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Advil has been linked to Toxic Epidermal Necrolysis (TEN) and Stevens Johnson Syndrome (SJS).

Toxic epidermal necrolysis is part of the same life-threatening disease as Stevens Johnson Syndrome. Virtually all-toxic epidermal necrolysis cases are the outcome of drug reactions. Resembling severe burn injuries all over the body, toxic epidermal necrolysis is distinguished by a blistering and peeling of the top layer of skin and is fatal in up to one-third of cases. Within three days, the development of the painful disease can quickly occur, requiring hospitalization typically in a burn unit.

If the toxic epidermal necrolysis is the result of a medication, the patient is immediately taken off of the drug. In February 2005, a group of doctors and families called on federal regulators to warn the public that products containing ibuprofen can cause Stevens Johnson Syndrome, and patients continuing to take the drug without realizing it might be stemming from a medication reaction can chance developing toxic epidermal necrolysis.

The lobbyist said they just wanted warnings on ibuprofen products to highlight the risk of the syndromes and to urge consumers to immediately discontinue the medication if a rash develops, not to ban the drugs. Since hardly any U.S. physicians and almost no consumers are alert of the risk of toxic epidermal necrolysis and the need to discontinue ibuprofen intake immediately should a rash develop, petitioners consider a few sentences on drug boxes would be a valuable addition.

In Europe,   labels include a warning that the medication should be stopped if a rash appears after starting to consume it, but the similar warning does not exist in the U.S. Children's Motrin also does not list among the potential dangers Stevens Johnson Syndrome or toxic epidermal necrolysis, however it was included in warnings when it was sold as a prescription medicine. A study published in January 2005 indicated drug effects caused about one-third of the estimated 5,000 hospitalizations required treating Stevens Johnson Syndrome, toxic epidermal necrolysis and similar disorders each year in the U.S.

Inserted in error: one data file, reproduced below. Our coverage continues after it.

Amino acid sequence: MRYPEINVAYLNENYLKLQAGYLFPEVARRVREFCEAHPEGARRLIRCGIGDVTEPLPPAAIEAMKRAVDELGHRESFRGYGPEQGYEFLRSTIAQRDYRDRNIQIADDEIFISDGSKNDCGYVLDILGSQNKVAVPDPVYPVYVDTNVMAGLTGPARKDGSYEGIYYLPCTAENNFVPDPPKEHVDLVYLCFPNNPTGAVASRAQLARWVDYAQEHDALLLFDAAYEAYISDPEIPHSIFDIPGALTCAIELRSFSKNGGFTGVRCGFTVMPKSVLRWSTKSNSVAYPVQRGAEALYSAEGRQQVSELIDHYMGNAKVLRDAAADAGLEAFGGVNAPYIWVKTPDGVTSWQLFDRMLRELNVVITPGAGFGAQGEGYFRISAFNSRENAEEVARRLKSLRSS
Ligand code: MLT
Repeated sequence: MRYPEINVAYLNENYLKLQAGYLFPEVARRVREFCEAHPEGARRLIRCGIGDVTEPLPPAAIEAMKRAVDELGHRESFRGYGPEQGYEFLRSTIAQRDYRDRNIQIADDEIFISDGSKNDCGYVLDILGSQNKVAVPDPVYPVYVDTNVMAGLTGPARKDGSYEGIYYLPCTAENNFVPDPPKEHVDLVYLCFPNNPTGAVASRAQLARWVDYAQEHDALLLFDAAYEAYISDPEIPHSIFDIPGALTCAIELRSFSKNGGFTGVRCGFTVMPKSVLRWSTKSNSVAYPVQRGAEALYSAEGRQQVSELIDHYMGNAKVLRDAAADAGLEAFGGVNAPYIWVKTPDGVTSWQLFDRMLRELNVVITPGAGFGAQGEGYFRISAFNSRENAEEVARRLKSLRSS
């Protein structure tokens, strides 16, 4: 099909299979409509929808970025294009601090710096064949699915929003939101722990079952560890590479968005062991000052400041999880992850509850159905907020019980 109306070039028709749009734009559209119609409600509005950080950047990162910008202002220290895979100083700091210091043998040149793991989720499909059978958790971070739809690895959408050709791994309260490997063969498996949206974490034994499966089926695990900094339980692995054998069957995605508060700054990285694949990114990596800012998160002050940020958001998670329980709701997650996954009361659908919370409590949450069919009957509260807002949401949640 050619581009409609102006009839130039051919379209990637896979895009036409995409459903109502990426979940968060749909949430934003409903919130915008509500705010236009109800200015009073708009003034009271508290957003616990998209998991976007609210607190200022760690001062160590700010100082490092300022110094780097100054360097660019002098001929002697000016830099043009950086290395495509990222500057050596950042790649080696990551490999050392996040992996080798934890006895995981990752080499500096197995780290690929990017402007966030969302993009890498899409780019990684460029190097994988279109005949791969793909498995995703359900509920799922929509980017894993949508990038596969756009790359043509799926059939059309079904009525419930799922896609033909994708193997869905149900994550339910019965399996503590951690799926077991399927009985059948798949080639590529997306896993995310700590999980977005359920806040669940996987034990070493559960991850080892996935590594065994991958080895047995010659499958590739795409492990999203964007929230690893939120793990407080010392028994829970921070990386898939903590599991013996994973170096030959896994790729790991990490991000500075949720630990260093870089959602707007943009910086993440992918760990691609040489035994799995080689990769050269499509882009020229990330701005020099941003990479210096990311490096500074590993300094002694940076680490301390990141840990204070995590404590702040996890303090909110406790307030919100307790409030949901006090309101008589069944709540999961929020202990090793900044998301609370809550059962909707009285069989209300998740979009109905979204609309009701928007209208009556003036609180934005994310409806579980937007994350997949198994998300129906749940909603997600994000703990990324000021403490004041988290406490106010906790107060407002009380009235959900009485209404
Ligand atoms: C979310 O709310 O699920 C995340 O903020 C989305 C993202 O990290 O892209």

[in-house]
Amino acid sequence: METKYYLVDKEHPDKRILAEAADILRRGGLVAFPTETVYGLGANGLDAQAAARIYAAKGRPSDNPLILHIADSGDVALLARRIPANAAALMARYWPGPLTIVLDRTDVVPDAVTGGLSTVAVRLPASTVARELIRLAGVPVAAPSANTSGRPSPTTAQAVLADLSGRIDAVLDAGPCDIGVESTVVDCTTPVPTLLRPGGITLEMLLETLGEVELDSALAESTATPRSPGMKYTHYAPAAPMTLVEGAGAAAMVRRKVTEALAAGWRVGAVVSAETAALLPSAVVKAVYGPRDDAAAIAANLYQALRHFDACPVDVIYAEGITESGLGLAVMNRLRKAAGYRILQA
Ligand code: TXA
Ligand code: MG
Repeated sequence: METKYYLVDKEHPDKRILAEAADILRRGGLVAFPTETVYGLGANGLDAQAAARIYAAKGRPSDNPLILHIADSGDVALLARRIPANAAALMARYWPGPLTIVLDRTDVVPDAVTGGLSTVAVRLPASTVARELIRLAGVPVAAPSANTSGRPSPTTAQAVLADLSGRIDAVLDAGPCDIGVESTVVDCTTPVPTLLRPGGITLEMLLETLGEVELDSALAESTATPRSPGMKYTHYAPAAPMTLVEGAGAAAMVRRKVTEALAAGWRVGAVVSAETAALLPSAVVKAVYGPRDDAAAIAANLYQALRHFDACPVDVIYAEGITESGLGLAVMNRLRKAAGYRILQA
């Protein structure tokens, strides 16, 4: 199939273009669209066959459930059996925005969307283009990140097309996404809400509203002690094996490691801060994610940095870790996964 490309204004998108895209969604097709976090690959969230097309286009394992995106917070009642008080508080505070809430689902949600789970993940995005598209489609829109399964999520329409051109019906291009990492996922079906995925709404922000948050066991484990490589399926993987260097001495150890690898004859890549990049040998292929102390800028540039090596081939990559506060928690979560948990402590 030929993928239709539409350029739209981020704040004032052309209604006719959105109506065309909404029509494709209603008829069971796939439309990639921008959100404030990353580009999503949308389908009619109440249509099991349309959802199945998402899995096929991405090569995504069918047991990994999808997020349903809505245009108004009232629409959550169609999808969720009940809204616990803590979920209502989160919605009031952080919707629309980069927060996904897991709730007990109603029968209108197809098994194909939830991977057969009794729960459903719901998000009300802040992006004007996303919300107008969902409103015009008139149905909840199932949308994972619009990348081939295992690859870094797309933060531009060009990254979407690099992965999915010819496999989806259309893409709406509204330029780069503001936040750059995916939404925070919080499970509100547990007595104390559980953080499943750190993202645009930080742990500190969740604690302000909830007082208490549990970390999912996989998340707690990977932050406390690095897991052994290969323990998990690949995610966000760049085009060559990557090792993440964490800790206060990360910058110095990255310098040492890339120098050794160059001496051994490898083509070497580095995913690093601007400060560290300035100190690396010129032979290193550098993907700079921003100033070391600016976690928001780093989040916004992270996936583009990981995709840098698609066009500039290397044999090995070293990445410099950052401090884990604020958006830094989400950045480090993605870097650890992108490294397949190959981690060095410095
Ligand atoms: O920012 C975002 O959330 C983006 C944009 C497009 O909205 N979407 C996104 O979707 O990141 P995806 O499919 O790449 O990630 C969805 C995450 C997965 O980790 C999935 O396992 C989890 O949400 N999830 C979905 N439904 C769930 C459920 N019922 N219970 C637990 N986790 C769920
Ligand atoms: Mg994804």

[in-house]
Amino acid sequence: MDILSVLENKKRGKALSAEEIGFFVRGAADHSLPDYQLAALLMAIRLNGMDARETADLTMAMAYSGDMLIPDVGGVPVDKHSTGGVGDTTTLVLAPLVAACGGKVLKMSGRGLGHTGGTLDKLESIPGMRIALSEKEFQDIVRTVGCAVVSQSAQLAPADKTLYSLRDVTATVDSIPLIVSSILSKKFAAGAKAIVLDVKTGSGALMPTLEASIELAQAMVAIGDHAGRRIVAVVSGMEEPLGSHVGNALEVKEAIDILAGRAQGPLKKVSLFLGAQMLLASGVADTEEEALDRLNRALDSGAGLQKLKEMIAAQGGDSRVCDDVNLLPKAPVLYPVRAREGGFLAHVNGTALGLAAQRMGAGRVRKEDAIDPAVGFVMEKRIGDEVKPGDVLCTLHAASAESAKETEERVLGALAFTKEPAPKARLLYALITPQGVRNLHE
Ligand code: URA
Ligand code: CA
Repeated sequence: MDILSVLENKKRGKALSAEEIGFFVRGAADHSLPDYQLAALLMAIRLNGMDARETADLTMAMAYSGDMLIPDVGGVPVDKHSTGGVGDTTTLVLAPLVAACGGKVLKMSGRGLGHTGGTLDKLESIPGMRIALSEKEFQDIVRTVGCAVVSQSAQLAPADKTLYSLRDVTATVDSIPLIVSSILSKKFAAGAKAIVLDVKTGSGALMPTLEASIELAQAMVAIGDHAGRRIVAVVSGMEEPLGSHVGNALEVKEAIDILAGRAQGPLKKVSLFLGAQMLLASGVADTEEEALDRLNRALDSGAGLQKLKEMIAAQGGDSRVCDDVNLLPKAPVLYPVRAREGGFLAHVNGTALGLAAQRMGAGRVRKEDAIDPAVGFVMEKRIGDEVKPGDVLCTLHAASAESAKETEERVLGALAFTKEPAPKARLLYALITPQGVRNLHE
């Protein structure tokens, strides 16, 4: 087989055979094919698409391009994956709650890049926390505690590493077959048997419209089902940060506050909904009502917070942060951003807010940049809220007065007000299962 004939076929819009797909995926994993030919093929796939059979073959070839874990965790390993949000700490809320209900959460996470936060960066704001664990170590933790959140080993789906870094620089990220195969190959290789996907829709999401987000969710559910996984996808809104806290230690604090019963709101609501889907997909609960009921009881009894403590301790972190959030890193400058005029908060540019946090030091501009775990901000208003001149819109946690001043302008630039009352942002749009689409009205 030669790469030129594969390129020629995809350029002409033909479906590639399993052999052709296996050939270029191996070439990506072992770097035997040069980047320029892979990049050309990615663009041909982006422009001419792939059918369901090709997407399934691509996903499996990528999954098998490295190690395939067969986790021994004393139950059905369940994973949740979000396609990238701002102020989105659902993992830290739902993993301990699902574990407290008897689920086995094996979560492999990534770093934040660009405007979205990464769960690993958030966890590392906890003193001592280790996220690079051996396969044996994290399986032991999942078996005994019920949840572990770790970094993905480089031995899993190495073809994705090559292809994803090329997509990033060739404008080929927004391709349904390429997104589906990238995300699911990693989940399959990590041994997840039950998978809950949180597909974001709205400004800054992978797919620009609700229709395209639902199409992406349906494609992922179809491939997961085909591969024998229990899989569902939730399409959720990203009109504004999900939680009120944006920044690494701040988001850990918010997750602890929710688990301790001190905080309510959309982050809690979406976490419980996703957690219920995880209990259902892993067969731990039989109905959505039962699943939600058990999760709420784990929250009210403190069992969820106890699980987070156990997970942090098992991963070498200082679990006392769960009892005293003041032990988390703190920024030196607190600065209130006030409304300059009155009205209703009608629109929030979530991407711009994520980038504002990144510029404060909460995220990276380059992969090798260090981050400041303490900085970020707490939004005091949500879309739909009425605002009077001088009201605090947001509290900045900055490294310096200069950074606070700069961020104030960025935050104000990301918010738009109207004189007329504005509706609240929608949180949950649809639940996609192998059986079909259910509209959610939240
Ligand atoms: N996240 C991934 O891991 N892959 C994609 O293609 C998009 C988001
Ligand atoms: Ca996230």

Skin loss in toxic epidermal necrolysis is similar to severe burns and can cause large amounts of fluids and salts to seep out from the raw and affected areas. The large and exposed tissue areas are easily open to infection, which is the most common cause of death with toxic epidermal necrolysis.

A study published in January 2005 indicated drug reactions caused about one-third of the estimated 5,000 hospitalizations required to treat Stevens Johnson Syndrome, toxic epidermal necrolysis and similar disorders each year in the U.S.

One of the youngest people to ever testify in front of an FDA advisory panel, a seven-year old girl, now blind, wears a hat over her face because her eyes are sensitive to light. Because her immune system has become too weak after developing Stevens Johnson Syndrome, the girl can no longer attend school. Allegedly, the cause of the problems was Children's Motrin, and her parents have since sued the makers of the drug.

Joining other parents suing the makers of both Children's Advil and Children's Motrin in Stevens Johnson Syndrome and toxic epidermal necrolysis lawsuits, the parents say they were unaware of the possible dangers and were unable to appropriately react as a result. The director and founder of the Stevens Johnson Syndrome Foundation in Westminster , Colorado described the petitioners as “well-meaning parents” that are “administering over-the-counter drugs to their children and there is no warning label about the dangers.”